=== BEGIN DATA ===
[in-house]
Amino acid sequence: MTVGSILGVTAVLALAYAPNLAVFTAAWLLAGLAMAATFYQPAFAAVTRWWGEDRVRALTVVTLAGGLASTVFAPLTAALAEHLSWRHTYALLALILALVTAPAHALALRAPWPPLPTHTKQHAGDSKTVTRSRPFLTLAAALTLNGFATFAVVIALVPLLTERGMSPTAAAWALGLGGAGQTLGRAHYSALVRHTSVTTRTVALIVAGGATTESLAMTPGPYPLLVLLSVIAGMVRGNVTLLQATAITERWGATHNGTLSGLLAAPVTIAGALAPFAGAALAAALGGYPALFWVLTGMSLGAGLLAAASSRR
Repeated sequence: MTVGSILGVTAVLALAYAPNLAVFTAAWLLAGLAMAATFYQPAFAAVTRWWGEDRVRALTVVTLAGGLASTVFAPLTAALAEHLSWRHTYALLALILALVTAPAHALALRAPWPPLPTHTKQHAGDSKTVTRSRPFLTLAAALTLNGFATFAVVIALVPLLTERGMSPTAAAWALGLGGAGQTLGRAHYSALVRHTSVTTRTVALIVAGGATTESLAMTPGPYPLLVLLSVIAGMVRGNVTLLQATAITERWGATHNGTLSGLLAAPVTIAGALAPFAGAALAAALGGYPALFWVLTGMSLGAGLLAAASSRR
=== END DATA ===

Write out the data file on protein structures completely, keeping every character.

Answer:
[in-house]
Amino acid sequence: MTVGSILGVTAVLALAYAPNLAVFTAAWLLAGLAMAATFYQPAFAAVTRWWGEDRVRALTVVTLAGGLASTVFAPLTAALAEHLSWRHTYALLALILALVTAPAHALALRAPWPPLPTHTKQHAGDSKTVTRSRPFLTLAAALTLNGFATFAVVIALVPLLTERGMSPTAAAWALGLGGAGQTLGRAHYSALVRHTSVTTRTVALIVAGGATTESLAMTPGPYPLLVLLSVIAGMVRGNVTLLQATAITERWGATHNGTLSGLLAAPVTIAGALAPFAGAALAAALGGYPALFWVLTGMSLGAGLLAAASSRR
Repeated sequence: MTVGSILGVTAVLALAYAPNLAVFTAAWLLAGLAMAATFYQPAFAAVTRWWGEDRVRALTVVTLAGGLASTVFAPLTAALAEHLSWRHTYALLALILALVTAPAHALALRAPWPPLPTHTKQHAGDSKTVTRSRPFLTLAAALTLNGFATFAVVIALVPLLTERGMSPTAAAWALGLGGAGQTLGRAHYSALVRHTSVTTRTVALIVAGGATTESLAMTPGPYPLLVLLSVIAGMVRGNVTLLQATAITERWGATHNGTLSGLLAAPVTIAGALAPFAGAALAAALGGYPALFWVLTGMSLGAGLLAAASSRR